The Murder in Skoghall, chapter 1

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This is the book as it is being written. I'll post a chapter every Sunday. Let me know what you think of the characters and the action of the story. I'll use helpful feedback to create a better second draft and published book!

The Murder in Skoghall

by Alida Winternheimer

Chapter 1: A Fresh Start

Jessica Vernon ran away from her life when she was thirty-one years old. Ran away sounded childish to her, so she revised the thought. Jessica Vernon abandoned her life. That seemed to vilify her. Escaped? That word victimized her. Jessica Vernon began her life anew when she was thirty-five years old. Much better. Began anew implied choice and agency. If anything, Jess was determined to be her own free agent and to make all of her own choices going forward. “Never again” had become her mantra during the divorce. Never again would she marry a liar. Marry? Try date. Never again would she date a liar or a cheater. Never again would she compromise herself to keep a leaky tub of a relationship afloat. Never again would she sacrifice years of her life to some ridiculous ideal of marital sanctity. There is no sanctity when one of you has an addiction….

Jess took a deep breath, filling her lungs from the bottom up, the way her yoga teacher had taught her. That yoga class did more for her over the last nine months than her counselor had, and at a fraction of the cost. Jess relaxed the grip on her steering wheel and glanced over her shoulder into the back seat. A Golden Retriever, harnessed to the seatbelt, slept in a tight ball with her nose under a paw. She was only twelve-weeks-old and Jess had named her Shakti, a Sanskrit word for peace. As soon as Jess filed for divorce, she sent a deposit to a breeder and requested a girl. Jess got word her divorce was final the same day she drove to St. Cloud to pick up her new best friend. Her ex-husband didn’t like dogs, and the timing could not have been more significant to Jess. She named the little ball of fluff Shakti because more than anything, Jess wanted peace in her life from this point forward.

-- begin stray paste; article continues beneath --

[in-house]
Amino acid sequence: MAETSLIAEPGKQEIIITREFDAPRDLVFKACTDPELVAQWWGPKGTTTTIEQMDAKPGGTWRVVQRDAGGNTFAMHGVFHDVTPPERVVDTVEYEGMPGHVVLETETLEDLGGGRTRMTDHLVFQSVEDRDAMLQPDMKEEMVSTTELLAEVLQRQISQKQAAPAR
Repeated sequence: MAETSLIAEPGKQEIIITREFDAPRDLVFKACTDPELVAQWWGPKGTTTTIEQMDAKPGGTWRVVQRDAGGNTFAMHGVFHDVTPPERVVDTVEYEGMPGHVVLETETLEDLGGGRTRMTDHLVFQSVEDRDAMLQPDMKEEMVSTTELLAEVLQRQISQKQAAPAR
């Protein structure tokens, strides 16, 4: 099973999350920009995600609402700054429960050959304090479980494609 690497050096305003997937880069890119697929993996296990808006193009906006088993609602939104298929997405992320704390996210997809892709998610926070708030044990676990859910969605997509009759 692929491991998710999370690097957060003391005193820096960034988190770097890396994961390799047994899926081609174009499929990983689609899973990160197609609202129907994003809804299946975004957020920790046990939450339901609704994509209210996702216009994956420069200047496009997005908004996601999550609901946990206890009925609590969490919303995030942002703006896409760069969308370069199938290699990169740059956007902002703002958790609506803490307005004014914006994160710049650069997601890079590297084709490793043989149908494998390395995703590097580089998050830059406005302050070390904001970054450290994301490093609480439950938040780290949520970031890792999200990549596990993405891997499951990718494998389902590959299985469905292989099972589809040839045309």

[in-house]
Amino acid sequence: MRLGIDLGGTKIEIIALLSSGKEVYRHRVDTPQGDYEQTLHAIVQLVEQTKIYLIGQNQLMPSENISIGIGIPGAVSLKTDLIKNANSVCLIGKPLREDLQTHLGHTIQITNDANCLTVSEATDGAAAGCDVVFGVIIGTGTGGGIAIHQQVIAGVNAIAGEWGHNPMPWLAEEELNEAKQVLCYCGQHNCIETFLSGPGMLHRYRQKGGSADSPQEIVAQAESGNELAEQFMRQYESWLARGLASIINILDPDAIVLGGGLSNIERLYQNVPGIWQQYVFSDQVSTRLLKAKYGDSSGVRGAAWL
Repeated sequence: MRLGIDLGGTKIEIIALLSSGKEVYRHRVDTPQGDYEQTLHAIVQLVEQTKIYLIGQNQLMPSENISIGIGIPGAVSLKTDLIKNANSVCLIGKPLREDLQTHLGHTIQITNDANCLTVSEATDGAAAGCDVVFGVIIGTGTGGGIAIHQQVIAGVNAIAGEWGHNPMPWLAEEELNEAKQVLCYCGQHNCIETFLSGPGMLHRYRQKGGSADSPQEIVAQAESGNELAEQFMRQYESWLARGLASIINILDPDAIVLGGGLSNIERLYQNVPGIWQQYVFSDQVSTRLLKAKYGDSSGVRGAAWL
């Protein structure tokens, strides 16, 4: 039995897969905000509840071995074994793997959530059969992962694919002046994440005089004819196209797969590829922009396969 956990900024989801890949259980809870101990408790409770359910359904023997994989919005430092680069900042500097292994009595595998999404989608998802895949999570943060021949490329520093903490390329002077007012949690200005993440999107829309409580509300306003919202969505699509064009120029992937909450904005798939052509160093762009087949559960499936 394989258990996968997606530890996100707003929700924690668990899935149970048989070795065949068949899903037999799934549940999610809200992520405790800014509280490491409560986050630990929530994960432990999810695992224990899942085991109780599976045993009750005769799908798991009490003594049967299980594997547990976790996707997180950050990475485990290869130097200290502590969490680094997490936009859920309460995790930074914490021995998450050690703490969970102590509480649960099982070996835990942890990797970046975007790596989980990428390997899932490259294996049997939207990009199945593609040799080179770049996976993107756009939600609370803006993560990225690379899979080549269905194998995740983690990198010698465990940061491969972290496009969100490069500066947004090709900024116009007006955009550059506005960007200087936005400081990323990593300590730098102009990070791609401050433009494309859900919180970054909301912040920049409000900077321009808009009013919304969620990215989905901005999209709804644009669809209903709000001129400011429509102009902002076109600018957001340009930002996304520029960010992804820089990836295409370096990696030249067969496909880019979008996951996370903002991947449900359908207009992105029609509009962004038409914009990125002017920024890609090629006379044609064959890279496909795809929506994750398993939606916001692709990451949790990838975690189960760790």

“Oh, sure, you’re cute now,” she said to the puppy.

Shakti snorted and twitched her little tail in response to Jess’s voice, but didn’t wake. Had Jess been smarter, or less eager, she would have put the move before the puppy. The last month had been difficult with house hunting, giving notice at work, organizing the move, and saying her good-byes to Minneapolis. Shakti had made the difficult torturous with house training in a second-floor apartment, needing to get up every two to three hours throughout the night, and she was a chewer. The corners and flaps of several moving boxes had been gnawed to pulp and Shakti had consumed as much newspaper as she shredded. When frustrated, Jess called Shakti the Dingo. The Dingo would have room to run at their new home, and that, Jess reminded herself, would make everything better—it had better make everything better!

Jess was lucky to escape her marriage with as much as she did. She kept her student loans and a small slice of their credit card debt. Mitch got the rest of it, which was fair, since his gambling was the source of their financial problems. And a few other problems, too. They sold their house and split the proceeds. And that was the boon that allowed Jess to start over.

Instead of downsizing and carrying on in the city, Jess spent evenings scouring the internet for semi-rural properties. She spent weekends taking long drives, visiting one old homestead after another. Jess found herself weighing size and setting against remodels and proximity to amenities. She ultimately chose an old farmhouse, white, two stories, big front porch. The kitchen was out-of-date and the closets were small, but there were plenty of rooms and an old red barn. The entire property was in a state just shy of disrepair, but the bones were good and the price was right. She’d have enough money left over from her settlement to make some improvements. The barn, she told herself, would come in handy some day. She liked the idea of keeping a few goats, or turning it into an artists’ studio and renting out space to local artists or holding workshops in the big red barn. Jess was all about possibility right now.

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